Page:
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Mainstream

[meyn-streem]
Mainstream is, generally, the common current of thought of the majority. It is a term most often applied in the arts (i.e., music, literature, and performance). This includes:

As such, the mainstream includes all popular culture, typically disseminated by mass media. The opposite of the mainstream are subcultures, countercultures, cult followings, underground cultures and (in fiction) genre. Additionally, mainstream is sometimes a codeword used for an actual ethnocentric or hegemonic subculture point of view, especially when delivered in a culture war speech. It is sometimes used as a pejorative term. In the United States, mainline churches are sometimes referred to synonymously as "mainstream.

In film

Mainstream films can best be defined as commercial films that have a wide release and play in first run theatres (A movie theater that runs primarily mainstream film fare from the major film companies and distributors, during the initial release period of each film). Being sold at popular stores, or more typically, at general stores can also be an indicator. Hollywood movies are usually considered mainstream and blockbusters are also mainstream films. The boundary is vague. Mainstream suggests middle-of-the-road and implies commercial viability, sometimes implying that the commercial viability is tantamount to a loss of artistic creativity. The opposite of mainstream film may be experimental film, art film or cult film.

In literature

In literature, particularly in literary criticism, "mainstream" is used to designate traditional realistic or mimetic fiction, as opposed to genre fictions such as science fiction, romance novels and mysteries, as well as to experimental fiction.

In music

Mainstream music denotes music that is familiar and unthreatening to the masses, as for example popular music, pop music, middle of the road music, or soft rock; but it should be noted that older generations often dislike the mainstream taste of the youth, and may not agree as to what is or is not mainstream. Mainstream jazz is generally seen as an evolution of be-bop, which was originally regarded as radical.

Opposing mainstream music is the music of subcultures. This exists in virtually all genres of music and is found commonly in punk rock, indie rock, anti-folk and extreme metal, among others. In the 1960s this music was exemplified by the music of the hippie counterculture. In more recent years alternative rock, such as the music of Nirvana, has managed to express musical nonconformity while still working within the confines of the mainstream music market.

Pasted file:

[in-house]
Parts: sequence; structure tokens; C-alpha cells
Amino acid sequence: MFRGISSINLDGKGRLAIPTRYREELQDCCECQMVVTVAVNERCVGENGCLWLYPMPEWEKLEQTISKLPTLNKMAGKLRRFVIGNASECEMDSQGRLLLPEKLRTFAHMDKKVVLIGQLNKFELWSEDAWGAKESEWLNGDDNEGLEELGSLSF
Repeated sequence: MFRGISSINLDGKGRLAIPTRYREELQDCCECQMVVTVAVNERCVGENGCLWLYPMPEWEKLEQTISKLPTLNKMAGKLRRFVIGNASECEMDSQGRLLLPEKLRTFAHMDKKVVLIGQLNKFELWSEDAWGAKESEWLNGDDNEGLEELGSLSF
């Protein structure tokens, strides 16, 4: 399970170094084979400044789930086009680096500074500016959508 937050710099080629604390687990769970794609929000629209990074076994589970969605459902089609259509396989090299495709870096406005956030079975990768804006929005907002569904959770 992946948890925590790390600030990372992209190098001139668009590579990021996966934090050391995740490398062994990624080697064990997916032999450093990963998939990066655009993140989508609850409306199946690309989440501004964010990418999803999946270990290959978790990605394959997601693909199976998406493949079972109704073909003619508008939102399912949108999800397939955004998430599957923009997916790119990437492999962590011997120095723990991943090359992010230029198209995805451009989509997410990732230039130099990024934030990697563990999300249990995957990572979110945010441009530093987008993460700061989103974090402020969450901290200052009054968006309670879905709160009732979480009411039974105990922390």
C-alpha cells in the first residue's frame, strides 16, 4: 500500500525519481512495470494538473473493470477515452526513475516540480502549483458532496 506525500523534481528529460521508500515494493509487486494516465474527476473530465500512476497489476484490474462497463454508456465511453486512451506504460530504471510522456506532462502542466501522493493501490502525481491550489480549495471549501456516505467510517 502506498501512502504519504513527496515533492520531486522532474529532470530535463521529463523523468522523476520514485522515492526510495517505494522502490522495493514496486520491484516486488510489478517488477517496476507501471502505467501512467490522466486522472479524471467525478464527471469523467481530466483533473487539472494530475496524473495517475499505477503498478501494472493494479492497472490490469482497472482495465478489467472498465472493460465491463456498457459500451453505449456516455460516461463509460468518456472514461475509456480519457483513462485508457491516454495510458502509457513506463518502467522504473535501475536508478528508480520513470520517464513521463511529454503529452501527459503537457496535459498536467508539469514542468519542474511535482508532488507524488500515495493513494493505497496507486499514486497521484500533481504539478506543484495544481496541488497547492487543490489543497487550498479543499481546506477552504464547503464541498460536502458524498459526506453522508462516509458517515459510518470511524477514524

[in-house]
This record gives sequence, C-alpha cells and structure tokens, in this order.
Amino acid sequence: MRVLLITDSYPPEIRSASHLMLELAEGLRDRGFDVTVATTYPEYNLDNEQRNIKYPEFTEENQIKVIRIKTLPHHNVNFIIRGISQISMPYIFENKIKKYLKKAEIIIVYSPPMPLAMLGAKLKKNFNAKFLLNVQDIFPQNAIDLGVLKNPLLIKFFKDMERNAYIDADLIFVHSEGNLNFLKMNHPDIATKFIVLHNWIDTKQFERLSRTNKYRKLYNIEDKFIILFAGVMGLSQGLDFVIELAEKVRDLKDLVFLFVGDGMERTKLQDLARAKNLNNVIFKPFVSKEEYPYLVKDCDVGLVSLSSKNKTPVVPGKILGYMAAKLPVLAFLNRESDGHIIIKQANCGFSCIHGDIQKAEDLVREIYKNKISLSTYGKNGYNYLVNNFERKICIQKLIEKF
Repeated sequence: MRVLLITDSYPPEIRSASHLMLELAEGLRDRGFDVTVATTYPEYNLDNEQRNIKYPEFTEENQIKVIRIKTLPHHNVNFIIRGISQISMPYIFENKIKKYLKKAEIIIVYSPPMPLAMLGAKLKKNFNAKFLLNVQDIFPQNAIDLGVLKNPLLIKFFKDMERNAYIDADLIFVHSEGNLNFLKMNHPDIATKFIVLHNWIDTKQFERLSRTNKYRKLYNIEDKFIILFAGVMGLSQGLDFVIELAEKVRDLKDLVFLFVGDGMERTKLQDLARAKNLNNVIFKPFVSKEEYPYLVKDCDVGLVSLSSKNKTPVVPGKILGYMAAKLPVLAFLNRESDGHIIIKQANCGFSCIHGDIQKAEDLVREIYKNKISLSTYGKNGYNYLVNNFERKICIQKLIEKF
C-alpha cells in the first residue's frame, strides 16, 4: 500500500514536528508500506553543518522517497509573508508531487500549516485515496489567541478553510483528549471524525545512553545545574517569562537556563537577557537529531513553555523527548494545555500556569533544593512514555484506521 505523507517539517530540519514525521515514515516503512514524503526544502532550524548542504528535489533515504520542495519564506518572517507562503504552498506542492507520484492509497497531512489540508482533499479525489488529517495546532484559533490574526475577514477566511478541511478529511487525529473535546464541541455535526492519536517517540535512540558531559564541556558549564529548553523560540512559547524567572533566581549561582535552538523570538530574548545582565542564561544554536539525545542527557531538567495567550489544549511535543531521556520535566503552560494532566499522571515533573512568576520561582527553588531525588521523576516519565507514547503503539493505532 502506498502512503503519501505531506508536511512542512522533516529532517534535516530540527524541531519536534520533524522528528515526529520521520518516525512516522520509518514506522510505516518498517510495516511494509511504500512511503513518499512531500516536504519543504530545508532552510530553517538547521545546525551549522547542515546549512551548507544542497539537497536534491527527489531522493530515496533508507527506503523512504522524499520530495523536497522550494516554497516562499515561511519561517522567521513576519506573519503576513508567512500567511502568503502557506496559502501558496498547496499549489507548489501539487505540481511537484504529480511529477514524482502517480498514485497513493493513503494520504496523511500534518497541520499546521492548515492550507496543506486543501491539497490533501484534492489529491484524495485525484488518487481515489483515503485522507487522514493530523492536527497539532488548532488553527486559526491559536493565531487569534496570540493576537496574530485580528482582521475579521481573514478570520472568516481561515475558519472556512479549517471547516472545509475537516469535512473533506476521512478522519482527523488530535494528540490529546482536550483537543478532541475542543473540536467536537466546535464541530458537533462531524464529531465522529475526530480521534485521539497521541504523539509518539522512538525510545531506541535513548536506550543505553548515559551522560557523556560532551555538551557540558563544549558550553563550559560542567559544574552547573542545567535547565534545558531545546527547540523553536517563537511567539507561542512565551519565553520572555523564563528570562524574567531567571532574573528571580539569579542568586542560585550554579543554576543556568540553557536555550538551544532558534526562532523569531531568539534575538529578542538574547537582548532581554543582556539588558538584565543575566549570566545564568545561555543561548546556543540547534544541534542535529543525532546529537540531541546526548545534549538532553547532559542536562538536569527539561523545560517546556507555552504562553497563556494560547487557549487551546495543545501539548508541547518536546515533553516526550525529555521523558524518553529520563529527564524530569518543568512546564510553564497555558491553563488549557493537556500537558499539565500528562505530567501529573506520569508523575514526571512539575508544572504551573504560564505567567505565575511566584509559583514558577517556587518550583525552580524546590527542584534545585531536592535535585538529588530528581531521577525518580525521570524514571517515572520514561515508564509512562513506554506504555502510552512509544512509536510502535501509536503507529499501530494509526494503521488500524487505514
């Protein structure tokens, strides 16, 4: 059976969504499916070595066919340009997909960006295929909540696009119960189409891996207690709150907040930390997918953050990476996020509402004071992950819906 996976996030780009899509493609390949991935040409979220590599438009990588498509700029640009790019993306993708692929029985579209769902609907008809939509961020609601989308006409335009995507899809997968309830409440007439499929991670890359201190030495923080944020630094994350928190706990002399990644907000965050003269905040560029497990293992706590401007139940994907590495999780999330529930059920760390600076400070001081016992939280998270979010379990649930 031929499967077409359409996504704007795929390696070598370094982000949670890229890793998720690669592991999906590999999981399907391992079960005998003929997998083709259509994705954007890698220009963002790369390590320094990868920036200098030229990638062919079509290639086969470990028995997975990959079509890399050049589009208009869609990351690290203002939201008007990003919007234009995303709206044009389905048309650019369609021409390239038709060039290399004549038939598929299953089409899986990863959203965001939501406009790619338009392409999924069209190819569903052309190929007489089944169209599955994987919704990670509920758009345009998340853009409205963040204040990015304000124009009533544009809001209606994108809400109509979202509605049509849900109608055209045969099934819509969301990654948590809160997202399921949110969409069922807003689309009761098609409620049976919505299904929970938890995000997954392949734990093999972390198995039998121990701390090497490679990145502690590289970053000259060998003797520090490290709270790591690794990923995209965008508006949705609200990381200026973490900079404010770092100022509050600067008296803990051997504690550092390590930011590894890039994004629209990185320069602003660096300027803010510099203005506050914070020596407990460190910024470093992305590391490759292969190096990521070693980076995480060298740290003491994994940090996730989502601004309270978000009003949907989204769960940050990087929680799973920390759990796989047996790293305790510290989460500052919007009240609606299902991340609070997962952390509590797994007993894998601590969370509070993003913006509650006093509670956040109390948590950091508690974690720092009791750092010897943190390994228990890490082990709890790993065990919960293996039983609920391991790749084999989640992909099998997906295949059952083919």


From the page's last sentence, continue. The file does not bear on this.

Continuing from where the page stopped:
Punk rock has distinguished itself from other non-mainstream genres by self-asserting an active anti-mainstream social movement that resists commercialism and corporate control. The punk subculture generally frowns upon major label bands that play punk music that disavows the DIY punk ethic, and views them as synonymous with mainstream music. Punk has lent this stringent DIY ethic to the indie rock that surfaced in the early 1990s underground. Several anti-corporate and not-for-profit forms of alternative protest have surfaced in the punk underground, such as self-made publications know as zines, where there is greater freedom to discuss controversial (usually far left) political issues such as bigotry, LGBT community issues, feminism, militant atheism, and veganism. And though often viewed as a youthful expression of rebellion by the mainstream media, modern punk embodies a range of age groups who generally disagree with the perceived homogeneity of countercultural principals and it is not uncommon for middle-aged people to form punk houses and resistance movements in the face of what they view as the widespread, unfair exploitation of human and animal rights. This modern faction is dominantly voiced through the anarcho-punk and crust punk subcultures, in attempt to combat what is seen by those groups as a general devaluation of, and profitization from, life.

In sociology

Mainstream pressure, through actions such as peer pressure, can force individuals to conform to the mores of the group (e.g., an obedience to the mandates of the peer group). Some have stated that they see mainstream as the antithesis of individuality.

Gender mainstreaming

The difference of male and female, in the sense that we are distinguished as inconformant.

Mainstreaming in education

Mainstreaming in education is the practice of bringing students out of the isolation of special schools and into the “mainstream” of student life. Many students today attend regular schools first. If their needs cannot be met, then they would be moved to a special school. When mainstreaming started, special education is mandated in regular schools in order for students with special needs to adjust as quickly as possible to the mainstream of the school and community. Contrary to popular belief, students are not fully into the "mainstream" of student life because they are secluded to special education. On a happier note, inclusive education includes all individuals in all aspects of school-life. However, the concept of an inclusive education is not universally accepted.

References

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